If history is any guide, we can expect a surge in personal bankruptcy cases in the coming months and years. In 2008, as the Great Recession took hold, annual bankruptcy filings surged almost 30% over the previous year, eventually reaching more than 1.5 million in 2010 -- just about double the pre-Recession level. Since then, the number has dropped by half. But here we go again...When all else fails, bankruptcy can be a reasonable option. It is not a decision to take lightly, but it is also not a decision that should diminish your feeling of self-worth. If you are experiencing a very serious financial crisis that you cannot resolve on your own, filing for bankruptcy may be part of the path forward.
An important point often overlooked is that a bankruptcy filing cannot be used to override the rights of your lenders to whom you have pledged collateral. Stated more simply, while bankruptcy can be an effective way to extinguish unsecured debts such as credit cards or medical bills, it cannot “get rid of” a car loan or a mortgage. As well, government debts (federal student loans, some taxes) and court-ordered payments such as child support generally cannot be discharged in bankruptcy. All of which is to say that if the debt that is making you consider bankruptcy is one of these types, a bankruptcy filing may not resolve your situation. On the plus side, in most cases your retirement account assets are protected in bankruptcy. For most individuals, the parts of the bankruptcy code that will be relevant are Chapter 7 and Chapter 13. Most personal bankruptcies happen under Chapter 7. Under a Chapter 7 (or “straight”) filing, your assets are liquidated to satisfy your creditors. But -- and this is a big “but” -- most of your assets are likely to be “exempt.” No one is particularly interested in taking your low-value personal possessions, or even your sports memorabilia collection unless it is very valuable. Laws vary by state, but you will usually be able to keep your home and even your car if you own them outright. But here is another “but”: as mentioned above, Chapter 7 does not extinguish the rights that your secured lenders have to their collateral. In plain English, if you file Chapter 7 bankruptcy and do not pay your mortgage or your car loan, you will lose your house or car. A Chapter 7 filing cannot stall a foreclosure on your home or repossession of your car.On the other hand, under Chapter 13 your debts are “reorganized.” In short, you submit a plan to pay your creditors over time from your future income. An advantage is that you may be able to negotiate under Chapter 13 to get caught up on your overdue house and car payments. A key consideration when considering Chapter 13 is whether or not you can actually stick to the payment plan. If your income remains low or highly uncertain, a Chapter 13 bankruptcy may just be delaying the inevitable. If, for example, you are considering a reorganization of your debt in order to catch up on your mortgage, you need to ask yourself very honestly if you can really afford that particular home. You may be far better off just letting it go at the start.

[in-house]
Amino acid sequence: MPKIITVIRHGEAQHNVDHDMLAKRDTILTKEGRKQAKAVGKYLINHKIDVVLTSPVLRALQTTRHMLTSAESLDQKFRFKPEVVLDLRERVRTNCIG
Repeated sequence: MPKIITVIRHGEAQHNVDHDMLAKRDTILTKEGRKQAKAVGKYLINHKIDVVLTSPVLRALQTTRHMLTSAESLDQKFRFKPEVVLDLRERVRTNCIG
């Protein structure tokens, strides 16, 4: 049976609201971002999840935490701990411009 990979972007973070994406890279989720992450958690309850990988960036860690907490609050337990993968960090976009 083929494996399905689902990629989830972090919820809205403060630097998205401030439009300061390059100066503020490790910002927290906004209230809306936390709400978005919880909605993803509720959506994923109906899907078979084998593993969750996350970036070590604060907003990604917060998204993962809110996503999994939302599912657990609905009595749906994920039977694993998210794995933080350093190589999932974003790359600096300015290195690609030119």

Bankruptcy gets very complicated very fast and rules vary greatly between states. You will need specialized legal assistance from a lawyer practiced in bankruptcy in your state. A good place to start is the National Association of Consumer Bankruptcy Attorneys (NACBA). On average, you can expect to pay up to $1500 for a Chapter 7 bankruptcy, and more than double that for the more complicated Chapter 13 filing. A common mistake happens when a person waits until they have absolutely no cash on hand before deciding to file for bankruptcy, only to find that they cannot afford to file. Depending on your income, you may be able to use a non-profit legal aid organization to assist with a bankruptcy filing.The consequences of filing for bankruptcy are fairly long-lasting. You can expect the filing to stay on your credit report for seven to ten years. During that time, you may be able to rebuild your credit with a secured credit card, however you will likely find it very difficult to get a home mortgage. Other kinds of secured credit -- such as a car loan -- will likely be available, but at an exorbitant interest rate. A bankruptcy filing is not the end of your financial life, but it will -- and perhaps should -- press pause on some aspects of it for a considerable length of time. The key is how well you use this “time out” to your future advantage.